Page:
Making Hay
Week of February 2nd, 2003 | The weather was a little bit snowy.

Trees in CRP

Trees in CRP

Hello to all! We had some snow this past week, but the rain we received on Saturday turned it into slush. This increases the amount of work we have with the livestock.

Sunday, Dad and I went rabbit hunting. We walked around the farm, but did not see anything. It's a little weird that Dad and I could not find a single rabbit, but our dog, Sammy, did!

Monday was a cold day. Dad moved 18 sows from a hoop building to one of our Cargill hog floors. He left their little pigs in the hoop building because they are too big to live with their mothers now. Dad started building another gate on Monday for the hog floors. This is just like the one he built last week. He worked on the gate in the shop.

It snowed 2 inches on Tuesday. School was canceled due to the snow. I think we could have easily gone that day. Tuesday morning, I went for a walk around the farm. In the picture above, you can see trees covered in the fresh snow. I looked at many trees that Dad and I and the rest of my family planted throughout the past ten years. Ten years ago, our farm did not have a single Oak tree. Now, we have planted thousands of Oak trees and tens of thousands of other trees, too. I am very happy that Dad made the decision of planting so many trees. We have trees around the entire border of our farmland. Most of the land planted to trees is enrolled in the Conservation Reserve Program. This land is rented to the United States Department of Agriculture in a 15-year contract. In ten years, I plan to take over the family farm. When I do, I plan to build a hiking trail through these trees around the farm. It would also go around the farm pond. I hope to accomplish this goal someday. I think it would be pretty neat to hike around the farm during the fall with the many trees around and see all the different colors.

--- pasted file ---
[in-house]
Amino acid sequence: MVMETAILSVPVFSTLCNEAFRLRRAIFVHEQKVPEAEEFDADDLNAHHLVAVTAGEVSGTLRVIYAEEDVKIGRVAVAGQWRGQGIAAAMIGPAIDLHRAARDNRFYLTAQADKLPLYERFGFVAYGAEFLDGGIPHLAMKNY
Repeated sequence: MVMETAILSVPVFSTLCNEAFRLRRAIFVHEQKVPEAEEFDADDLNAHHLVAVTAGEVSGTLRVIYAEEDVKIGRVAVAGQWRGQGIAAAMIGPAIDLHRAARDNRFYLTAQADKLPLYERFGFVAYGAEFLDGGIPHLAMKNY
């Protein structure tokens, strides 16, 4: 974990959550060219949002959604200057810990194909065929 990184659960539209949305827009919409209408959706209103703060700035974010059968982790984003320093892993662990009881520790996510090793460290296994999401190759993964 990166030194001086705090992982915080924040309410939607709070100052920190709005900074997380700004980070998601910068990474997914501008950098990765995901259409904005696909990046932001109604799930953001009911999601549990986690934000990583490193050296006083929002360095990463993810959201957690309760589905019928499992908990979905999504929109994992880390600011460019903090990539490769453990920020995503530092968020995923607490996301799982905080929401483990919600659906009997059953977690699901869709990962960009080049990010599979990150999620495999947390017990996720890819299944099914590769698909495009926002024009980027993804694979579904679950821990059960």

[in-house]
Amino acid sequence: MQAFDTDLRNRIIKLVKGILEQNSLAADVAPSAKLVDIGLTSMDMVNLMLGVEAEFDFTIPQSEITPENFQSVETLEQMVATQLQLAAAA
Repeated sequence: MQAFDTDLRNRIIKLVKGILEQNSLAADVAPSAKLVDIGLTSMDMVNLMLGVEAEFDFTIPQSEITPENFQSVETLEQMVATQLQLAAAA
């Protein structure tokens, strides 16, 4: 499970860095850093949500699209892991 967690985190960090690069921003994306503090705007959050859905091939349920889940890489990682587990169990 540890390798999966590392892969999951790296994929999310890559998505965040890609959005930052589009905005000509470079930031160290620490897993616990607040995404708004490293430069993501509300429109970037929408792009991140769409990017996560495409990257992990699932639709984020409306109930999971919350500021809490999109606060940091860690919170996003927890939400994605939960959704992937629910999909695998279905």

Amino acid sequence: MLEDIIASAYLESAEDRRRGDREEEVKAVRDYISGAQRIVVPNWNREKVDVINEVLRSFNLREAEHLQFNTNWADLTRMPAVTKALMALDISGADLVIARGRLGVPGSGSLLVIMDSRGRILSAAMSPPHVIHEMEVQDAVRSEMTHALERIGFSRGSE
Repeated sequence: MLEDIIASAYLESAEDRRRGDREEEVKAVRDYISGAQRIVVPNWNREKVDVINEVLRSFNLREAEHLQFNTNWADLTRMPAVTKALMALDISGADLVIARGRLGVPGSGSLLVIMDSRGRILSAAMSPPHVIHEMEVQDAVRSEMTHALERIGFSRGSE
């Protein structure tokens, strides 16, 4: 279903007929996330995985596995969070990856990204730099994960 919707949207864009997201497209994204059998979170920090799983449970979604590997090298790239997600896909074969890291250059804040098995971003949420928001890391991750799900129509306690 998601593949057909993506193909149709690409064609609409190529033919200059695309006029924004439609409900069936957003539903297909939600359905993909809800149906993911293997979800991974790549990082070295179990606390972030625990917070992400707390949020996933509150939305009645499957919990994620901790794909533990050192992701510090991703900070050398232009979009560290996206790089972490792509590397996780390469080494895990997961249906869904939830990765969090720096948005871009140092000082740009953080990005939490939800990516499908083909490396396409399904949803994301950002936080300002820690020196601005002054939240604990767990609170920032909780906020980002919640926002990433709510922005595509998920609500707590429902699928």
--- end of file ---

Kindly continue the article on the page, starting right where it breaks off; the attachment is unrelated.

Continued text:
I helped Dad finish building the gate on Tuesday. He hung the gate on Wednesday. I think the two gates look great and have improved the appearance of the hog floors. They both cost very little to build. Most of the material was given to us by the electric cooperative that has power lines on our farm. Thursday, Dad finished building two more hog floor gates. These gates are made to close off one of the two huts on each of the Cargill floors. Dad built one gate per floor and that took 8 gates total. I think these gates will be very helpful.

It snowed another 2 inches on Friday. I had a 2-hour late start for school. Remember the power box Dad purchased last week? On Friday, Dad started to make some changes. The gearbox that drives the spreader was missing and we had a good one in our salvage pile.

Saturday, Dad and I hauled manure out of the hog floors and the cattle yard that the calves are in. The manure went to the compost pile where it will be composted and will than be spread on the fields in the spring. While I was spreading the manure on the compost pile, the manure spreader broke down - BIG TIME! Dad and I still do not know what really caused the problem, but the apron of the spreader fell apart. An apron is a mechanical conveyor that moves material to the back of a wagon. Many pieces of the chain were scattered around, but hopefully, Dad and I picked up most of them. Now, Dad has to put together the whole apron. That is quite a job!

Due to the excellent increase in sales for Organic Valley, they have recently announced their plans to build a 4 million dollar office complex. Outgrowing their existing office space, has led to this decision. They not only will be able to have all of their office rooms in one building, but it surely will be a positive move for all involved. Thanks to you (the customers) for your continued support toward organic foods. Probably by the end of the year this project will be completed. Can't wait until I see it!

Farm Fact: Organic regulations forbid the spreading of manure on frozen soil. We pile our manure most of the year and we spread it on the fields just before the ground is prepared for a corn crop. Manure spread on frozen ground is subject to loss when water runs off the field.

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